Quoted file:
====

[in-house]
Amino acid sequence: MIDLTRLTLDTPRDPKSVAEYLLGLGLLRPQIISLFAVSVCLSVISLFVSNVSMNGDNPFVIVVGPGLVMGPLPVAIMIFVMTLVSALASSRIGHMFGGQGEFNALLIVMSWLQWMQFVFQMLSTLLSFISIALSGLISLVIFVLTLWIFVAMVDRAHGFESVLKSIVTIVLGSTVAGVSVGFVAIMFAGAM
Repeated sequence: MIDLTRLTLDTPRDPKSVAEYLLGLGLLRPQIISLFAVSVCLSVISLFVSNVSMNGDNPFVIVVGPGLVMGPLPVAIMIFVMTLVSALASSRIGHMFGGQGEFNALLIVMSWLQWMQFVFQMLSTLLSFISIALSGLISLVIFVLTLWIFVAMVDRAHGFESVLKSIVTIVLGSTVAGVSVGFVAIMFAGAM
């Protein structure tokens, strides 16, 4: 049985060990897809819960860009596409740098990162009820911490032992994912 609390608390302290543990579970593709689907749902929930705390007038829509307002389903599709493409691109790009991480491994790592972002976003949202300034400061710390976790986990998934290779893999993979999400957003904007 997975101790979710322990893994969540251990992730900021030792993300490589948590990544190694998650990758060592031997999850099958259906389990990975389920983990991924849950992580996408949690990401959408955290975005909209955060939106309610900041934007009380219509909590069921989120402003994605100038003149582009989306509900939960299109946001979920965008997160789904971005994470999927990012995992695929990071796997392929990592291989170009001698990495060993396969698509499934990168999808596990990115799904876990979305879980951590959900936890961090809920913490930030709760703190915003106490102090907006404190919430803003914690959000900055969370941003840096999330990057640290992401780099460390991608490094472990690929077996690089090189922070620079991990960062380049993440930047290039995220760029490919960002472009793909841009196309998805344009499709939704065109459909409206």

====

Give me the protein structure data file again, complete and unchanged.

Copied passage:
[in-house]
Amino acid sequence: MIDLTRLTLDTPRDPKSVAEYLLGLGLLRPQIISLFAVSVCLSVISLFVSNVSMNGDNPFVIVVGPGLVMGPLPVAIMIFVMTLVSALASSRIGHMFGGQGEFNALLIVMSWLQWMQFVFQMLSTLLSFISIALSGLISLVIFVLTLWIFVAMVDRAHGFESVLKSIVTIVLGSTVAGVSVGFVAIMFAGAM
Repeated sequence: MIDLTRLTLDTPRDPKSVAEYLLGLGLLRPQIISLFAVSVCLSVISLFVSNVSMNGDNPFVIVVGPGLVMGPLPVAIMIFVMTLVSALASSRIGHMFGGQGEFNALLIVMSWLQWMQFVFQMLSTLLSFISIALSGLISLVIFVLTLWIFVAMVDRAHGFESVLKSIVTIVLGSTVAGVSVGFVAIMFAGAM
């Protein structure tokens, strides 16, 4: 049985060990897809819960860009596409740098990162009820911490032992994912 609390608390302290543990579970593709689907749902929930705390007038829509307002389903599709493409691109790009991480491994790592972002976003949202300034400061710390976790986990998934290779893999993979999400957003904007 997975101790979710322990893994969540251990992730900021030792993300490589948590990544190694998650990758060592031997999850099958259906389990990975389920983990991924849950992580996408949690990401959408955290975005909209955060939106309610900041934007009380219509909590069921989120402003994605100038003149582009989306509900939960299109946001979920965008997160789904971005994470999927990012995992695929990071796997392929990592291989170009001698990495060993396969698509499934990168999808596990990115799904876990979305879980951590959900936890961090809920913490930030709760703190915003106490102090907006404190919430803003914690959000900055969370941003840096999330990057640290992401780099460390991608490094472990690929077996690089090189922070620079991990960062380049993440930047290039995220760029490919960002472009793909841009196309998805344009499709939704065109459909409206």